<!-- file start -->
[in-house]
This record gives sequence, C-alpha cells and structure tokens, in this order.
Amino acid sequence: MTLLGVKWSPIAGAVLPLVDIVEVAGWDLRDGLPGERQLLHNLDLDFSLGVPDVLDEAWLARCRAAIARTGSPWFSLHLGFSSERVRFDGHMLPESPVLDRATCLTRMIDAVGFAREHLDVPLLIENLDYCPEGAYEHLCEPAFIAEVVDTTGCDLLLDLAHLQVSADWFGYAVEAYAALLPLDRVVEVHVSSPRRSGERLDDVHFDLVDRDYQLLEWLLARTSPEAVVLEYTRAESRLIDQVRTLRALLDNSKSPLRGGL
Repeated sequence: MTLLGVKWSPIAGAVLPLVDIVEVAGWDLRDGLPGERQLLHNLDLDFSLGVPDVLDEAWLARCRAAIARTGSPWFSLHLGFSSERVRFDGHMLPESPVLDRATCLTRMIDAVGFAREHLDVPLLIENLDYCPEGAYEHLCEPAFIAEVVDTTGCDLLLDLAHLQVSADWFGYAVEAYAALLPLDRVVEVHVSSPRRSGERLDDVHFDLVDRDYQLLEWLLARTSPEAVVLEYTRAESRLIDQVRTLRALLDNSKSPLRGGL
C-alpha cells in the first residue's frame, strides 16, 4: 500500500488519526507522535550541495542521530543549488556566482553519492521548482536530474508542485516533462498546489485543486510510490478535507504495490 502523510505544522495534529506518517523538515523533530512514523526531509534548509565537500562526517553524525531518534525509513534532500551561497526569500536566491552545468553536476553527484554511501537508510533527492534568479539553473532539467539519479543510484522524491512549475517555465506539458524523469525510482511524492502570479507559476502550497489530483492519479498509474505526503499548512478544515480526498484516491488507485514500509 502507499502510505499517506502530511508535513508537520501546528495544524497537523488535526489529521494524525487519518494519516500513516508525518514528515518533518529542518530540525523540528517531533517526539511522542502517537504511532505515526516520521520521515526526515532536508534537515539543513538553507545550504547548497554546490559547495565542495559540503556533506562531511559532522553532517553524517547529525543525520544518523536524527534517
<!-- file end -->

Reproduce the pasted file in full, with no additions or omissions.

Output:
[in-house]
This record gives sequence, C-alpha cells and structure tokens, in this order.
Amino acid sequence: MTLLGVKWSPIAGAVLPLVDIVEVAGWDLRDGLPGERQLLHNLDLDFSLGVPDVLDEAWLARCRAAIARTGSPWFSLHLGFSSERVRFDGHMLPESPVLDRATCLTRMIDAVGFAREHLDVPLLIENLDYCPEGAYEHLCEPAFIAEVVDTTGCDLLLDLAHLQVSADWFGYAVEAYAALLPLDRVVEVHVSSPRRSGERLDDVHFDLVDRDYQLLEWLLARTSPEAVVLEYTRAESRLIDQVRTLRALLDNSKSPLRGGL
Repeated sequence: MTLLGVKWSPIAGAVLPLVDIVEVAGWDLRDGLPGERQLLHNLDLDFSLGVPDVLDEAWLARCRAAIARTGSPWFSLHLGFSSERVRFDGHMLPESPVLDRATCLTRMIDAVGFAREHLDVPLLIENLDYCPEGAYEHLCEPAFIAEVVDTTGCDLLLDLAHLQVSADWFGYAVEAYAALLPLDRVVEVHVSSPRRSGERLDDVHFDLVDRDYQLLEWLLARTSPEAVVLEYTRAESRLIDQVRTLRALLDNSKSPLRGGL
C-alpha cells in the first residue's frame, strides 16, 4: 500500500488519526507522535550541495542521530543549488556566482553519492521548482536530474508542485516533462498546489485543486510510490478535507504495490 502523510505544522495534529506518517523538515523533530512514523526531509534548509565537500562526517553524525531518534525509513534532500551561497526569500536566491552545468553536476553527484554511501537508510533527492534568479539553473532539467539519479543510484522524491512549475517555465506539458524523469525510482511524492502570479507559476502550497489530483492519479498509474505526503499548512478544515480526498484516491488507485514500509 502507499502510505499517506502530511508535513508537520501546528495544524497537523488535526489529521494524525487519518494519516500513516508525518514528515518533518529542518530540525523540528517531533517526539511522542502517537504511532505515526516520521520521515526526515532536508534537515539543513538553507545550504547548497554546490559547495565542495559540503556533506562531511559532522553532517553524517547529525543525520544518523536524527534517